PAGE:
So my point here is that we can’t hold up academia as an unsupportive monolith that only sponsors inaccessible, esoteric poetry. The higher education system in America is far too diverse and competitive to present any kind of united front for anything, in my opinion. But I think underlying this question is the idea that many poems seem so convoluted and complex that poetry as an art form labors to escape a reputation of difficulty. And the reputation is not necessarily undeserved. There’s a world of difference between the work of Allen Ginsberg or Billy Collins and that of Wallace Stevens or Jorie Graham. Much of Stevens and Graham, to cite just a couple of complicated, intelligent poets, defies easy understanding. You read it, again and again, and more often than not the result is a species of cognitive dissonance. You read the words and lines but the synapses fail to connect properly. The same, however, could be said of the later works of James Joyce, especially Finnegan’s Wake, or some novels by Cormac McCarthy. Some writers demand more of a commitment than others. If you just want to read for simple pleasure, difficult poetry should probably not be on your nightstand.
There are a lot of poets today who have depth but are still accessible. Some recent poets whom I consider valuable are: Sharon Olds, Billy Collins, W.S. Merwin, Mary Oliver, Brigit Pegeen Kelly, Baron Wormser, Louise Gluck, Tony Hoagland, Mark Doty, Rita Dove, Robert Bly, B.H. Fairchild, Carolyn Forche, Robert Hass, Chase Twichell, Philip Levine, David Wagoner, Beckian Fritz Goldberg, John Ashbery, David Lee, Kwame Dawes, Mark Jarman, Richard Wilbur, to say nothing of the Twentieth Century poets who are no longer with us, like John Berryman, Elizabeth Bishop, Robert Lowell, Sylvia Plath, Ted Hughes, Galway Kinnell, Ai, James Dickey, Randall Jarrell, Hayden Carruth, Richard Hugo, etc., as well as the Modernist giants Eliot, Pound, W.H. Auden, William Carlos Williams and others. I believe there are many poets working today who are writing poems that are not only accessible, but are as artistic and as moving as the ones from the recent past that we hold up as masterpieces.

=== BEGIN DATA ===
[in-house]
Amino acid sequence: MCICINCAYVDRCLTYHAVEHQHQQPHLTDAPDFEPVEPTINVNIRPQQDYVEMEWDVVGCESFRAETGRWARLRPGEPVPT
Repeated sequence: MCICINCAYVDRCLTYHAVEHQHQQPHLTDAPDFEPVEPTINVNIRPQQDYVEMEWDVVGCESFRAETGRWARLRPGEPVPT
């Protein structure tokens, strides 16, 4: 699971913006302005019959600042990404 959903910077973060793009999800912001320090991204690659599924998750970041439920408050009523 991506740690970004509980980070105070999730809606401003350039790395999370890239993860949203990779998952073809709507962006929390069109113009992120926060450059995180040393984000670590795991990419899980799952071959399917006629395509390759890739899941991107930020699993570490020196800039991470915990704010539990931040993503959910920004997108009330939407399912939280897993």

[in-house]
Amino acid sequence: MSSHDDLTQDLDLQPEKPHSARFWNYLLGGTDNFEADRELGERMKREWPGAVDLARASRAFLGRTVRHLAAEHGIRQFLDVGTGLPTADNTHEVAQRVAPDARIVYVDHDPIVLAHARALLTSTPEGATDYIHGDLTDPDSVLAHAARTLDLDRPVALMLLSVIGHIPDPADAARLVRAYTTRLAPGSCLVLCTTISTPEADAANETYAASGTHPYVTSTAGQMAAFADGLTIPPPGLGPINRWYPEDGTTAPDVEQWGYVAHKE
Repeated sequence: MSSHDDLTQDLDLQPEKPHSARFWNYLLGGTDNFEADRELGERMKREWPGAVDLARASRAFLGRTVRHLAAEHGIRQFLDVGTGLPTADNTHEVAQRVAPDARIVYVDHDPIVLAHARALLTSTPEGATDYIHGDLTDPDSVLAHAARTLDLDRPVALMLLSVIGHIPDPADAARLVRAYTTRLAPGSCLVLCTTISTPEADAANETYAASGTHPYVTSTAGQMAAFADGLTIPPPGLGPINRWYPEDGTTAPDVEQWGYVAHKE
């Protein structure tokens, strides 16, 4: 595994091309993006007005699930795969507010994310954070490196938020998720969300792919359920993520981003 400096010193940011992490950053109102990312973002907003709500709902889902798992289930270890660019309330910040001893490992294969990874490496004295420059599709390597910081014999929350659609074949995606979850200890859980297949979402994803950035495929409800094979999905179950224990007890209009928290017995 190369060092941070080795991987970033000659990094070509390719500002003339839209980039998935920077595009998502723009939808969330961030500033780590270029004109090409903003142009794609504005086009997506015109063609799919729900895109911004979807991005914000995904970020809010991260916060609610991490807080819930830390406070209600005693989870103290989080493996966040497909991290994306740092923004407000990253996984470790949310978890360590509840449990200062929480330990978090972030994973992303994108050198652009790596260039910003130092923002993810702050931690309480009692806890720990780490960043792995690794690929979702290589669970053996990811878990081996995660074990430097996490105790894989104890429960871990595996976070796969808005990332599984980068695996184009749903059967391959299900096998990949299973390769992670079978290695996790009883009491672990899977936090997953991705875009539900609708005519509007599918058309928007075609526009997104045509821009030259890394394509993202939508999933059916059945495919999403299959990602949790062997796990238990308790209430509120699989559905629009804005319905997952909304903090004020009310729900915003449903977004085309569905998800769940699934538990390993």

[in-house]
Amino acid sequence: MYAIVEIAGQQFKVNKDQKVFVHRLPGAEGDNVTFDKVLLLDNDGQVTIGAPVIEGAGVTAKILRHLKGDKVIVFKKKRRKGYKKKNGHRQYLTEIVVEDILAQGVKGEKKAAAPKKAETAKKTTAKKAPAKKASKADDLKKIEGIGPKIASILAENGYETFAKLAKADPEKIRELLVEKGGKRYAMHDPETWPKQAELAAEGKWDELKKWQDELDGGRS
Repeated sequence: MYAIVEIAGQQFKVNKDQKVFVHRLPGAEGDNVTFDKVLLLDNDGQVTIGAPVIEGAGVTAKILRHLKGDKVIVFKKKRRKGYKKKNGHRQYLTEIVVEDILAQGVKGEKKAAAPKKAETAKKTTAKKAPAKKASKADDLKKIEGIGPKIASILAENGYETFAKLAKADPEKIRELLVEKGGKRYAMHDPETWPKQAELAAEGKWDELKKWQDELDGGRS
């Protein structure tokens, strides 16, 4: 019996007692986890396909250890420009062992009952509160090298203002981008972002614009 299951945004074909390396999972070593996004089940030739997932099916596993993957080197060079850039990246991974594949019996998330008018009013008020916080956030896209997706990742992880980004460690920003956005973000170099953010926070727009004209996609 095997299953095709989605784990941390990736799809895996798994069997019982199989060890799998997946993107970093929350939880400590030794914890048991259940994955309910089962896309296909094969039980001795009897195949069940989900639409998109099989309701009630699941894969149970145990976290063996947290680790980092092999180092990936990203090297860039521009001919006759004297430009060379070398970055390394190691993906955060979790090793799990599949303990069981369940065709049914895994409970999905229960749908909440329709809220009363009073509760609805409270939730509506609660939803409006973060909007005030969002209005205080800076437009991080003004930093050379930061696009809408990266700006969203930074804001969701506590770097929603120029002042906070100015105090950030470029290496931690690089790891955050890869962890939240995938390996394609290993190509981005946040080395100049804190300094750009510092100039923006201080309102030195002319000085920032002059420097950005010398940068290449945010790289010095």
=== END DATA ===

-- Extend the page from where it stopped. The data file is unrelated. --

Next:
What does poetry have to offer that is different from other art forms, or other types of creative writing?
To paraphrase Emily Dickinson, when a poet chooses a few words—the chiefest words, the best words—reading them can make your body feel so cold that no fire can ever warm you. Reading them can make you feel, physically, as if the top of your head has been taken off. Those are the only ways Emily could tell if what she was reading was a poem, and she wondered if there was any other way.
We could quote a hundred other poets and never repeat the same reason why poetry is unique. For me, when poems work well enough to become art—to explain my existence or to transform my life in some memorable, aesthetic way—they offer me an essential experience that I can’t get in quite the same way from any short story or song or movie or novel or painting or symphony. That isn’t to say I don’t love what I consider the best of those art forms—I do. But the poems that speak most forcefully to me confirm my hope that there is some inexhaustible spiritual essence inside me that I was once taught to call a soul, and that doesn’t usually happen to me at my local Cineplex 12.
William Patrick’s works have been published or produced in a number of genres: creative nonfiction, poetry, fiction, screenwriting, and drama. His latest book, The Call of Nursing: Voices from the Front Lines of Health Care, published in July of 2013, presents twenty-three occupational portraits that reveal a profession which often hides in plain sight. Saving Troy, published by SUNY Press in 2009, is a creative nonfiction chronicle of a year spent riding along with professional firefighters and paramedics. From that experience, Patrick also wrote a screenplay, Fire Ground, as well as a radio play, Rescue, which was commissioned by the BBC and aired on BBC 3. An earlier teleplay, Rachel’s Dinner, starring Olympia Dukakis and Peter Gerety, was aired nationally on ABC-TV, and his third feature-length screenplay, Brand New Me, was optioned by Force Ten Productions of Los Angeles and used as the basis for the remake of The Nutty Professor. His memoir in poetry, We Didn’t Come Here for This (1999), was published by BOA Editions, as was These Upraised Hands (1995), a book of narrative poems and dramatic monologues, and a novel, Roxa: Voices of the Culver Family, that won the 1990 Great Lakes Colleges Association New Writers Award for fiction. William Patrick founded and directs the New York State Summer Young Writers Institute, which is entering its 16th year, and he is also a faculty member of Fairfield University’s MFA Program in Writing. More information is available at www.williampatrickwriter.com.